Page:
Mischievous Night or Hallowe'en in Palterton


Hallowe'en is the Scottish name given to All Hallows Eve - 31st October; the vigil of All Hallows or All Saint's Day.

A view around the hearth on All Hallows Eve

It is one of many Christian Festivals grafted on ancient pagan ceremonies, and it's superstitious practices - modern customs include bobbing apples, telling tales of witches, ghosts and trick or treat?

It is also a time associated, especially in Scotland, with certain pleasing superstitions attractively set forth in Burn's famous poem "Hallowe'en" - it is the night when young men and maidens are supposed, by observing certain rights, to have their future wives and husbands disclosed to them.

A verse from Burns Poem

In Palterton, Hallowe'en was called 'Mischievous Night': the night when the villagers expected trouble!  (I remember in my youth (1943 to 1950) almost every day and evening in the village seemed to be mischievous!)

Palterton was never short of "mischievous rogues" and on this night we paraded around the village in a gang each being in possession of a 'lantern' - a Turnip hollowed out and carved into the shape of a face with a lighted candle secured in the centre.  This was carried by means of a string handle which was fastened to each side.  The turnips we 'pinched' (stealing) from either the field or the farmyard store.  In those days vegetables such as potatoes, turnips, swedes, sugar beet etc. used to be heaped up and stored in a triangular shaped row and covered with straw to avoid the frost.  For those amongst us who didn't acquire a turnip, a Tin Can was utilised (which was faceless) and this doubled up to make a most suitable "winter warmer" for cold hands.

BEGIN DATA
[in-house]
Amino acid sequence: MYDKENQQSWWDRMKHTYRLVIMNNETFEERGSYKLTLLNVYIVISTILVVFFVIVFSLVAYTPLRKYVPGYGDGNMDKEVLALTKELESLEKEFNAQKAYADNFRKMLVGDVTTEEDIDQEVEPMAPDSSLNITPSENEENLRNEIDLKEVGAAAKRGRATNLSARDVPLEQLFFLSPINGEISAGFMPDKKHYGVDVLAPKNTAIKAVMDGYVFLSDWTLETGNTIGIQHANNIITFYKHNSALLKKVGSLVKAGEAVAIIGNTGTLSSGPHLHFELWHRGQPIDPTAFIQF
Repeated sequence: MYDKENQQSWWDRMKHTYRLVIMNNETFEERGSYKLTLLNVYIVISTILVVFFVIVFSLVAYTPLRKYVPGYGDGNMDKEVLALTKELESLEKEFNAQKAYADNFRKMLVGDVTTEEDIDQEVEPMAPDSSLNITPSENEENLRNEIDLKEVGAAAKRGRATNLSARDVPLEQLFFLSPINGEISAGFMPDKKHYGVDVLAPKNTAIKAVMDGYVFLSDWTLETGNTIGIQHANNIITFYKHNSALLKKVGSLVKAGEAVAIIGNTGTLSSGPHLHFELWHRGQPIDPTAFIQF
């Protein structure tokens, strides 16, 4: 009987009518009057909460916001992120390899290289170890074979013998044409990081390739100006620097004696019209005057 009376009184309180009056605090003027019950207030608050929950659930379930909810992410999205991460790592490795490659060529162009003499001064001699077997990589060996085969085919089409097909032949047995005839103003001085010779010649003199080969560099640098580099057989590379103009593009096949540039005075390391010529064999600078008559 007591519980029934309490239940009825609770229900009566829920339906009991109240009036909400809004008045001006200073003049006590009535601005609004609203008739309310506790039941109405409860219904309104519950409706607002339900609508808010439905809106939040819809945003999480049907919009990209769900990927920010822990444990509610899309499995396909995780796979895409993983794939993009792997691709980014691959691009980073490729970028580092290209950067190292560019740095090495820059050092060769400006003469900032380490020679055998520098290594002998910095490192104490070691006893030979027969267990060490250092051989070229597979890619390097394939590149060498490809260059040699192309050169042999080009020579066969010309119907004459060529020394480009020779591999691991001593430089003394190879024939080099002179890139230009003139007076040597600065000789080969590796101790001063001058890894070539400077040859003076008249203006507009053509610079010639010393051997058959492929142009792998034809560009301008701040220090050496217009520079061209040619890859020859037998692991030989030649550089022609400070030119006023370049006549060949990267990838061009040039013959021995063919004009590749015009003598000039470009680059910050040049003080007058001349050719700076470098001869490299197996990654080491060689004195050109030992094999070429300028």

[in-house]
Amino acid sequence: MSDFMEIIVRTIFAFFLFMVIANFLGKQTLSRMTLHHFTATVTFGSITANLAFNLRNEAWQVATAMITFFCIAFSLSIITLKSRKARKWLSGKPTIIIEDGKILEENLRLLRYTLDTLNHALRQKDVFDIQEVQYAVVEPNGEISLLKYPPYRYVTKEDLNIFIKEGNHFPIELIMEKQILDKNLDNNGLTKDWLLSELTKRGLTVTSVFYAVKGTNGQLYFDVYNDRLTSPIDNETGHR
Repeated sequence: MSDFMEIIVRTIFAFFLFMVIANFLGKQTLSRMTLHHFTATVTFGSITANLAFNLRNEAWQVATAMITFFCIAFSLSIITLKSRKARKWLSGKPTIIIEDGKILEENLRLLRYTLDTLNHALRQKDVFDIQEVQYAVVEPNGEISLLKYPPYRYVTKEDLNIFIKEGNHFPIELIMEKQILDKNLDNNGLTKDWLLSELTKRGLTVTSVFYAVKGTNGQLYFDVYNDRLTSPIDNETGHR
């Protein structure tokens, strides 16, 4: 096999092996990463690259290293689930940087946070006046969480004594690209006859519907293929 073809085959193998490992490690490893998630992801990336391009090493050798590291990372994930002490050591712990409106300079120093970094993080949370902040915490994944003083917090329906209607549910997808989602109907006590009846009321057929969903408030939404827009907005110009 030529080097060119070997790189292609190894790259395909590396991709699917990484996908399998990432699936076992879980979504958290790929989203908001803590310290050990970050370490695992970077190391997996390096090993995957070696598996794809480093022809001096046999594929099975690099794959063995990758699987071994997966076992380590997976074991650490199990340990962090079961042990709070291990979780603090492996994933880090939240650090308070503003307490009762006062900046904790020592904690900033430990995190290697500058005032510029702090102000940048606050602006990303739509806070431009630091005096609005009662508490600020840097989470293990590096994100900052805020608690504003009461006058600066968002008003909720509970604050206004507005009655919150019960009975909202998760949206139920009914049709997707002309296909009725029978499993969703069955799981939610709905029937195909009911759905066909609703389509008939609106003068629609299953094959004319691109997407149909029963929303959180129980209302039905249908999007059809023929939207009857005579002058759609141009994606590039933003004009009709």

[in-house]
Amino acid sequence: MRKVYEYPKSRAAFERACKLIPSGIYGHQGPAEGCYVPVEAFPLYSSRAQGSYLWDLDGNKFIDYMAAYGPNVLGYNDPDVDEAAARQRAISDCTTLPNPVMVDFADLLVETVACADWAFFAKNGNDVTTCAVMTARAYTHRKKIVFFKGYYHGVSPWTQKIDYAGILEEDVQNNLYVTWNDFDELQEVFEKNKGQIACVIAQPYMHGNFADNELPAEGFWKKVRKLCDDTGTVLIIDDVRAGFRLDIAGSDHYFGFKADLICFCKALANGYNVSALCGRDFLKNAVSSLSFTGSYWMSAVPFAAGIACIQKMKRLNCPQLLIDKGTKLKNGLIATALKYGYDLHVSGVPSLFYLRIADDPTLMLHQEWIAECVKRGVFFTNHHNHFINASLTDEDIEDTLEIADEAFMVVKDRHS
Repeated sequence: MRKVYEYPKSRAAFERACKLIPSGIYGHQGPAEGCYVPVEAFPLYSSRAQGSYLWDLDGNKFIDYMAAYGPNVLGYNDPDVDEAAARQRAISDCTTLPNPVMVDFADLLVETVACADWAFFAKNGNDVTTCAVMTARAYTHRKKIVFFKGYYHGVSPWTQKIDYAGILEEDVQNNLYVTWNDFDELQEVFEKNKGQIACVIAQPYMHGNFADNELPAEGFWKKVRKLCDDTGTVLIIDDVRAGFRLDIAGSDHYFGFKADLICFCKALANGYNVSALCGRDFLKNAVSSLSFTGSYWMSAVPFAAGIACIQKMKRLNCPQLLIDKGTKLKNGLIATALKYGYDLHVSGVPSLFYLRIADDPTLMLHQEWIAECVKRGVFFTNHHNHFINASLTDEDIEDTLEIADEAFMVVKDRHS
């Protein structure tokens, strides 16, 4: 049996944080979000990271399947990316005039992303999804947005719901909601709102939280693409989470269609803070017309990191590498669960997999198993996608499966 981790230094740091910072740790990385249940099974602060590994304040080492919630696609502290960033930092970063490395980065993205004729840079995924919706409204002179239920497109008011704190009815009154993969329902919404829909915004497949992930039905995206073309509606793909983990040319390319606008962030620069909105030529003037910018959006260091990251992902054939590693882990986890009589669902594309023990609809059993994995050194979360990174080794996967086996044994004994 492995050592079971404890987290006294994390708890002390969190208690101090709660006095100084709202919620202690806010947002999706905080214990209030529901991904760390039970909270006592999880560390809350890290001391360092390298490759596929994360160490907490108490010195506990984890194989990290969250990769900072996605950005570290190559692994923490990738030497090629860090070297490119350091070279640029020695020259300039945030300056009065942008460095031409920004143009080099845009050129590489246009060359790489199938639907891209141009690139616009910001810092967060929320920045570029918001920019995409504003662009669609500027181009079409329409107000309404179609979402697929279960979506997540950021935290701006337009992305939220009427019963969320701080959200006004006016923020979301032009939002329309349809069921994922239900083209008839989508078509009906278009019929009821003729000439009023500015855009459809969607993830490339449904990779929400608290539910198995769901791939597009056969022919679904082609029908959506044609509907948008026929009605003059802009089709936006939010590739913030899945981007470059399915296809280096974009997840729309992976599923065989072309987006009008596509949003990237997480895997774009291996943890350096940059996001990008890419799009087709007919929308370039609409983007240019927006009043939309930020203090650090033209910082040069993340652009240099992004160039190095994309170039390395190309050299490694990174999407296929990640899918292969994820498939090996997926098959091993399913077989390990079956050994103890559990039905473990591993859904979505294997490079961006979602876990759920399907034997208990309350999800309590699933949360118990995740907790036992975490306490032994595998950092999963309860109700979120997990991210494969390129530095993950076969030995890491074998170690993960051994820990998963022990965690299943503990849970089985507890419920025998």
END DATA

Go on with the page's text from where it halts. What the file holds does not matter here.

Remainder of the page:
A "Winter Warmer" consisted of a Tin Can, mostly a cocoa tin which had a removable lid, which was pierced with nail holes, as was the bottom.  A length of string was knotted through the top of the tin in two places to make a handle.  Rag was stuffed into the tin, lit by a match and left to smoulder, the lid being replaced.  An occasional twirl of the tin on the end of the loop of string kept it smouldering, and the tin remained hot for very long periods and kept our hands warm on cold winter evenings.

Nowadays this practise would be condemned as highly dangerous, but none of us ever suffered either burns or injuries.

The pranks were mostly routine, though occasionally someone devised a unique plan to cause 'mischief'.  No garden gate was safe on it's hinges on "mischievous night" and every front door was a potential target for the 'door knockers' - that is to say, we knocked on doors and ran away!  Another trick was to tie adjoining doors together, then knock on both doors and run a short distance to observe both householders struggling to open their respective doors!

Bullroars was yet another antic practised by the gang of mischievous rogues.

Newspaper was stuffed up the bottom spout of a drainpipe and lit either with a match or from a "Winter Warmer".  The draught caused the flames to rise up the drainpipe and as they did, it roared like a Bull - hence the apt name for the prank.  This 'trick' had been a village custom for years.  This 'mischief' was performed from at least as early as 1900 by the Palterton rogues.

A favourite location for our "Bullroars" was the drainpipe fastened to the end house, next to the 'ginnel' (entry) to Scotland Yard and across from the post office.  As a baby I had lived in this house with my parents for a short time in 1935.  It was on West View.

So for decades it would appear the "mischievous rogues" of Palterton had been practising.  Now it becomes clear why the residents didn't look forward to Hallowe'en - in their youth they too had engaged in such activities and knew what pranks the night would bring!

Sadly or is it gladly, this tradition has died out in the village.  Mostly families do not allow their children out during the dark evenings.

Mischievous Night or Hallowe'en in Palterton

Email: ronstan@richardsbygonetimes.co.uk

Home Page: http://www.richardsbygonetimes.co.uk/

Created 2 December 2001
Last updated: 1 February 2004